Acute stroke: evaluation and treatment

Sharma M, Clark H, Armour T, Stotts G, Cot R, Hill MD
Record ID 32005000363
Authors' objectives:

The purpose of this report is to systematically review the available literature in the field of acute stroke evaluation and treatment in the following three areas: (1) what interventions in acute stroke (<24 hours from onset) are effective in reducing morbidity and mortality? (2) how does the safety and effectiveness of these interventions vary by timing in relation to onset of symptoms? (3) what is the evidence that specific systems of care improve outcomes of acute stroke?

Authors' recommendations: Currently, available data do not support a role for surgery in the treatment of acute intracerebral hemorrhage. Results, however, do not preclude benefit from surgery which involves modalities other than those studied in the acute trials (e.g., minimally invasive technologies) or treatment of hemispheric hematoma at very early timeframes. Further, the available literature did not comment on cerebellar hematoma and thus this analysis does not apply to infratentorial hemorrhage. In spite of potential importance, availability of therapy and ease of administration of antihypertensive agents, very little data exists to suggest that their use is of benefit (or results in harm) in the setting of acute ICH. A similar situation exists regarding glucose management for acute ischemic stroke. Further studies are required in both these areas. IV thrombolysis with tPA is effective and efficacious for acute ischemic stroke within 3 hours of symptom onset. The effectiveness is strongly linked to time since onset of symptoms with shorter times demonstrating significantly better outcomes. Patient level meta-analysis suggests that treatment may be effective up to 270 minutes with treatment increasing the odds of death beyond 270 minutes. Further work is needed to define the risks and benefits of treatment outside the 3 hour window prior to advocating widespread use in these patients. Intra-arterial therapy remains an option for a subgroup of patients with large vessel occlusions principally in the middle cerebral artery distribution. The evidence for this intervention, however, remains less robust than for IV therapy. Limited data is available regarding patient characteristics predicting outcome. The system changes required to ensure prompt delivery of appropriate therapy are complex and operate on multiple levels. In spite of their critical role, little data exists regarding the efficacy of these interventions and, in particular, the relative efficacy of various components with regard to patient outcomes. Ultrasound for enhancement of thrombolysis in the setting of MCA occlusion has suggested efficacy in 2 studies and a definitive trial to demonstrate the benefit and risks is required. CT and MRI imaging for patient selection and prediction of outcome in thrombolysis has yet to be prospectively evaluated. The two included CT studies differ in onset to evaluation time with only a weak correlation between CT changes and outcome seen in the trial enrolling patients from 0-6 hours. Neither study quantified CT changes. The ASPECTS score is an easily quantifiable scoring system for early infarct changes. Retrospective evaluation of the ASPECTS score suggests that values below 7 correlate with poorer outcomes. As CT is widely available this system deserves further exploration. Additional information relevant to treatment decisions may be provided by CT angiography. Occlusion of proximal vessels is associated with higher rates of infarction and thus may influence treatment modalities. MRI DWI lesions correlate with the presence of infarcts in small cohorts of patients and time to peak measures on early scans may correlate with recanalization after IV tPA treatment. These findings require reproduction and further evaluation. The multiplanar abilities and potential for acquisition of multiple parameters are potentially attractive features of this modality and may assist in selecting patients with a greater ratio of benefit to harm in intravenous and intra-arterial treatment paradigms. The narrow time window for thrombolysis in acute stroke as well as the relationship between time to treatment and outcome has led to the exploration of a number of strategies for optimization of outcomes. Community education programs regarding the symptoms of stroke have not been independently evaluated but rather studied in the context of more comprehensive system changes. Thus it is unclear if these programs are effective in improving patient outcomes. Further exploration is also required regarding the content and targeting of such programs. Descriptions of designated treatment centers have shown the feasibility of this approach but an evaluation of published criteria for and marginal effectiveness of such designations remains to be performed.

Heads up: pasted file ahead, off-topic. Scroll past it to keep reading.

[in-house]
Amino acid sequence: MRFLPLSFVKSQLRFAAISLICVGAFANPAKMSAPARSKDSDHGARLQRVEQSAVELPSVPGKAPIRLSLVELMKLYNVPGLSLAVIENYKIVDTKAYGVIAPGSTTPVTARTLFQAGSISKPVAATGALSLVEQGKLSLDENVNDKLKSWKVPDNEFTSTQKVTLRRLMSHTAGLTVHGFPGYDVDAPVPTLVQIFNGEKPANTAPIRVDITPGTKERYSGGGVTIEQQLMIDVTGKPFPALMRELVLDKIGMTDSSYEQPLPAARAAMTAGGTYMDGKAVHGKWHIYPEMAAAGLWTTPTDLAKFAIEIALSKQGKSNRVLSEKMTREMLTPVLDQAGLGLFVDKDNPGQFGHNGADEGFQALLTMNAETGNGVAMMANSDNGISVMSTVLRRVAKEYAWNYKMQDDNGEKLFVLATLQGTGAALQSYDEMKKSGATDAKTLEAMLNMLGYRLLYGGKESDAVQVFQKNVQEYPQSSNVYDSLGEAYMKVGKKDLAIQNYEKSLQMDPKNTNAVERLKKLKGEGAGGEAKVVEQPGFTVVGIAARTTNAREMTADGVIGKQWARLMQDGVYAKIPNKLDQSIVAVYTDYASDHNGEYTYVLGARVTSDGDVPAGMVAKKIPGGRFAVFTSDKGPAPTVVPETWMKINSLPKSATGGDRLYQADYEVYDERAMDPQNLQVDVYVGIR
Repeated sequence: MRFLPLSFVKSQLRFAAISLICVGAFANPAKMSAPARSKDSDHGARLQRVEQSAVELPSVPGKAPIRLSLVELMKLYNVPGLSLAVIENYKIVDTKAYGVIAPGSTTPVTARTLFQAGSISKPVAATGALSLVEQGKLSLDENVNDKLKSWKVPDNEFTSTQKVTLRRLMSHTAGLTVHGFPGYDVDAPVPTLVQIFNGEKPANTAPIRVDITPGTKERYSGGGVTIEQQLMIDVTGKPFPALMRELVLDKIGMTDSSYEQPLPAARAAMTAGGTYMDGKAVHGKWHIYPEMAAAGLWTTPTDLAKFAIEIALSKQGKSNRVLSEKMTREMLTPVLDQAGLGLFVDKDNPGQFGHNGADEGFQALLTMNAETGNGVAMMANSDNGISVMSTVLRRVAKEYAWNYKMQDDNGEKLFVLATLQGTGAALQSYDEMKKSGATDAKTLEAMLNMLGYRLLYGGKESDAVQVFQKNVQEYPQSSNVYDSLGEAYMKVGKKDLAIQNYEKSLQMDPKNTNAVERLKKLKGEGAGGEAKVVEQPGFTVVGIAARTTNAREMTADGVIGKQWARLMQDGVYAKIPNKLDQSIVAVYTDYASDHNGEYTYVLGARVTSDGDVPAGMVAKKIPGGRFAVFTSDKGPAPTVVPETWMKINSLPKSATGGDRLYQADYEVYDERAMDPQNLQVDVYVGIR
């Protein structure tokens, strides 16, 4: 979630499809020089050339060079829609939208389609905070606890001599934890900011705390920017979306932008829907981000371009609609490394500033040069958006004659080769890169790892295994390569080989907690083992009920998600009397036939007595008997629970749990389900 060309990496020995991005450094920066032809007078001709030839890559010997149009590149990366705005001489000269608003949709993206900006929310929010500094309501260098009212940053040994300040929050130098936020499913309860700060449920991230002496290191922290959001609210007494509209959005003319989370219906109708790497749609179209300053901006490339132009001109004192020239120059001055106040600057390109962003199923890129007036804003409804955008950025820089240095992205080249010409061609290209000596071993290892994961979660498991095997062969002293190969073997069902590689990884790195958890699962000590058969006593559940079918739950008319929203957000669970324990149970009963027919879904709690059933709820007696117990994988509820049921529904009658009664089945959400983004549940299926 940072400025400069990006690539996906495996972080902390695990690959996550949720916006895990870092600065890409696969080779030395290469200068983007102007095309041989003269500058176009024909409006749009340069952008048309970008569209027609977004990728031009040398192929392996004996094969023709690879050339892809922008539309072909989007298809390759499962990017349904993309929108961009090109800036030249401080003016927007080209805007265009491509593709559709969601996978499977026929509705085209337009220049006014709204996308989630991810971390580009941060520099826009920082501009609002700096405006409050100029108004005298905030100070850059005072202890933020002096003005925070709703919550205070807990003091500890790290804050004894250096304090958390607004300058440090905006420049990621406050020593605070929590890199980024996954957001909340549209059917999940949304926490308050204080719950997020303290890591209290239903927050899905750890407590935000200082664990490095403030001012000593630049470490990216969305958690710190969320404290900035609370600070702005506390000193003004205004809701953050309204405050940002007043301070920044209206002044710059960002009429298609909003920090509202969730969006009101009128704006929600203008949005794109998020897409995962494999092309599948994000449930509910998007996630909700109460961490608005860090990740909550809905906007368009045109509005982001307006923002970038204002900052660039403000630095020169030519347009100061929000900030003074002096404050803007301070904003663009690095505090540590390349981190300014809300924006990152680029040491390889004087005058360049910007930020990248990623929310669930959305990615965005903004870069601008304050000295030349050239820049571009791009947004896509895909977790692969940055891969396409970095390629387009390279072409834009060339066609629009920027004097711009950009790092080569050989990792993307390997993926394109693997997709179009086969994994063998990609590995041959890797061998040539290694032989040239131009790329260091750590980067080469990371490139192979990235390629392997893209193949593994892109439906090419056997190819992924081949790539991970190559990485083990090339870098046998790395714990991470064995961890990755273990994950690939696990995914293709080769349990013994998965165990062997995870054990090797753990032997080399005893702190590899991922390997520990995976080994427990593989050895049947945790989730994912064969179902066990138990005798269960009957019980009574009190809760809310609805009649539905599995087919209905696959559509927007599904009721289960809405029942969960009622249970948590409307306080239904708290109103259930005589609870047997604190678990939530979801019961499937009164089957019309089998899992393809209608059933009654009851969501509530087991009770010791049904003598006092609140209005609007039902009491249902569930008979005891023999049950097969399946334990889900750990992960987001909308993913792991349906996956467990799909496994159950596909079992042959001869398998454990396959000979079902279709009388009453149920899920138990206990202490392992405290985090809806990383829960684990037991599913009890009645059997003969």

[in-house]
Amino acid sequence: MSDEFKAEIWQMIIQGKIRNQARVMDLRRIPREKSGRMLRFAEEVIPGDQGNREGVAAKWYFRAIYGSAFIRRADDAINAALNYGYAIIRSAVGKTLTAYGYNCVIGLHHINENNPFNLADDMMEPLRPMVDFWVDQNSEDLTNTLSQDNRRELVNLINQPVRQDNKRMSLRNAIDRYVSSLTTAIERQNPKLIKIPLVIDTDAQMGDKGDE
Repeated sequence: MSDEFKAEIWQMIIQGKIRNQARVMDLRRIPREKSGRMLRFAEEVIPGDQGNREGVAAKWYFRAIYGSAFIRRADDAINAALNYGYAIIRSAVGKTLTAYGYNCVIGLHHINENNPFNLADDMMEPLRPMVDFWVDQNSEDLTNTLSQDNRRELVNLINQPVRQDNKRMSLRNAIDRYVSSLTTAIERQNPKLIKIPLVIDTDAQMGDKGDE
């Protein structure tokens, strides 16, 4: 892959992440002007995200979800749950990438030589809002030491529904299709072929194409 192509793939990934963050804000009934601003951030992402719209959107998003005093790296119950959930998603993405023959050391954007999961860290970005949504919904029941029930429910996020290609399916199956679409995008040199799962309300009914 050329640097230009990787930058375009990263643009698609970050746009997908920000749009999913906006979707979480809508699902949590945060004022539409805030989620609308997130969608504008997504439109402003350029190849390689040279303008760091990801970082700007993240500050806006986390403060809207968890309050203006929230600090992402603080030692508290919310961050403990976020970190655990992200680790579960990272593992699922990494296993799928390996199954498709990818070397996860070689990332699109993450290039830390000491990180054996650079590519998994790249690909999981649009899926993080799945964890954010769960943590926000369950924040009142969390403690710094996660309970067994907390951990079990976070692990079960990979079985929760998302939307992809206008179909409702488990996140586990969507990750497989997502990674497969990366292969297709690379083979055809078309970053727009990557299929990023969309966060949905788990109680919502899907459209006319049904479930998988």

Authors' methods: Systematic review
Project Status: Completed
Year Published: 2005
English language abstract: An English language summary is available
Publication Type: Not Assigned
Country: United States
MeSH Terms
  • Acute Disease
  • Cerebrovascular Disorders
  • Diagnostic Techniques and Procedures
  • Stroke
Organisation Name: Agency for Healthcare Research and Quality
Contact Address: Center for Outcomes and Evidence Technology Assessment Program, 540 Gaither Road, Rockville, MD 20850, USA. Tel: +1 301 427 1610; Fax: +1 301 427 1639;
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Copyright: Agency for Healthcare Research and Quality (AHRQ)
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